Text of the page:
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Discussion Starter · #1 ·
Suddenly our 2019 Ascent Touring is having difficulty turning left and right, forward and reverse, at very low speeds. It feels as though the vehicle is in 4-wheel low or that someone has set a DCCD (Driver Controlled Center Differential) to front lock. Has anyone else experienced issues similar to this? We live in a very remote rural area, but we will certainly try and get the vehicle to a dealership this week.
 

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So I've had this issue in the past on my old WRX. I'm not going say this is 100% the issue but it was the center differential going bad. However, it was accompanied by some whining at speed. Are you only having issues at low speed? Does this happen on say a nice smooth parking lot (just want to make sure it isn't only happening on gravel/dirt roads)?
 

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Discussion Starter · #3 ·
So I've had this issue in the past on my old WRX. I'm not going say this is 100% the issue but it was the center differential going bad. However, it was accompanied by some whining at speed. Are you only having issues at low speed? Does this happen on say a nice smooth parking lot (just want to make sure it isn't only happening on gravel/dirt roads)?
I've just noticed it in smooth parking lots. We stay off-road so much, it might have been causing a problem for quite some time now and I'm only just now noticing it.
 

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Ok, if it's happening consistently on smooth surfaces the dealer should be able to diagnose it so I'd just start there.
 

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Discussion Starter · #5 ·
They're already trying to jump to conclusions by saying our aftermarket wheels and tires are to blame; they're within about 3% of the overall original wheel/tire rolling diameter.
 

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Full time AWD will do this at times. Generally its only an issue if the center differential locks up and doesn’t release at all causing it to be near impossible to turn the car on pavement.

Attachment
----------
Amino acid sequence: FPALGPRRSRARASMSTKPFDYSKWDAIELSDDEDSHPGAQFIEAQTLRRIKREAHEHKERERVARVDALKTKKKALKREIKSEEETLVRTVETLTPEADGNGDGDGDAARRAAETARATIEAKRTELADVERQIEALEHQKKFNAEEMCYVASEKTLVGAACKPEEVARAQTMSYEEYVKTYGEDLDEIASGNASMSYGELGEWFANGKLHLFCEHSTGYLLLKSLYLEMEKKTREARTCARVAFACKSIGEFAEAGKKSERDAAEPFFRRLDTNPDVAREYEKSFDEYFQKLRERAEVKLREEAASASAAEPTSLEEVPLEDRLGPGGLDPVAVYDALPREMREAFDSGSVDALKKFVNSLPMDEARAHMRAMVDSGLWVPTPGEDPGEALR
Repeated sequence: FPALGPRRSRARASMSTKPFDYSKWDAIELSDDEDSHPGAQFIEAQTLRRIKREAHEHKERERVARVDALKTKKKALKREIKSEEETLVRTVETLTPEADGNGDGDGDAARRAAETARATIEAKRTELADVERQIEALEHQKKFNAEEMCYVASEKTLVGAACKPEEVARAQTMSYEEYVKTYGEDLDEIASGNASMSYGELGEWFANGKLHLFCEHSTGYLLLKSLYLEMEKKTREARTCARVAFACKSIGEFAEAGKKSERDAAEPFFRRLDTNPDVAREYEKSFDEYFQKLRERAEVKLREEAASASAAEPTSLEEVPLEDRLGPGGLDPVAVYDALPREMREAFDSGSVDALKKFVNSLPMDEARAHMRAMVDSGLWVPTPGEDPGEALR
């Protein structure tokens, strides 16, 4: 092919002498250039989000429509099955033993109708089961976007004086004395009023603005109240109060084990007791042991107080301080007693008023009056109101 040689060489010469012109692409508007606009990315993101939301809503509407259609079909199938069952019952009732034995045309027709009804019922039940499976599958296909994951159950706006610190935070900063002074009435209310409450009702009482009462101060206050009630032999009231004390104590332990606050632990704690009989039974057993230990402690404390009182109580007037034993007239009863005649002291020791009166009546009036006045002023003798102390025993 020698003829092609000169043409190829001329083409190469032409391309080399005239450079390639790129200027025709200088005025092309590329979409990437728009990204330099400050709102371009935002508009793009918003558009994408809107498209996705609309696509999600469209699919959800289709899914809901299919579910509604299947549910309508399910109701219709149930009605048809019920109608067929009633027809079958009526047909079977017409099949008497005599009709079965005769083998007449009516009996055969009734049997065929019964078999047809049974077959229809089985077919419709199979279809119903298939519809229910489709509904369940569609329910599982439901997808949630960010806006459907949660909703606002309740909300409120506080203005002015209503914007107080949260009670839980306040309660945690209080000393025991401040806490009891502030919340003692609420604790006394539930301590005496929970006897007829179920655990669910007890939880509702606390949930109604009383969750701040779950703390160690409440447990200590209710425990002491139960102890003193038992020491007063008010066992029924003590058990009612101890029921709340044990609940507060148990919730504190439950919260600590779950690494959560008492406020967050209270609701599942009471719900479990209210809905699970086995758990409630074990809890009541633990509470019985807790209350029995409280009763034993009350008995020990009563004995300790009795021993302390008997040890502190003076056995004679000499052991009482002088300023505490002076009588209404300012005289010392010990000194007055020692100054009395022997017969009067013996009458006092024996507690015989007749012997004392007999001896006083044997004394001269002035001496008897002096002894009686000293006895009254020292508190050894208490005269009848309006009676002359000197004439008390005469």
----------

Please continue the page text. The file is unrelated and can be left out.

All my Subarus and my Landcruiser at times would get stiff for a short turn occasionally at slow speeds causing tough turning. Usually when it this happens you can stop or slow to a crawl letting off the throttle for a split second and the center diff will for a lack of a better word relax and the binding will subside.

The Subaru diff is also sensitive to heat so if your in slick conditions and its warmed updue to various tires slipping then hit grippy parking lot pavement it can for sure give you the stiff loaded binding affect.
 

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They're already trying to jump to conclusions by saying our aftermarket wheels and tires are to blame; they're within about 3% of the overall original wheel/tire rolling diameter.
It shouldn't matter if they are within x% of original as long as they are all the same with regards to each other. If you want to jump through the hoops you can put your stock tires/rims on if you have them and see if it does the same thing.
 

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I've had this happen to my previous Forester. They replaced the transfer duty solenoid and clutch pack. it would bind almost like going over a small speed bump when turning sharply.
 
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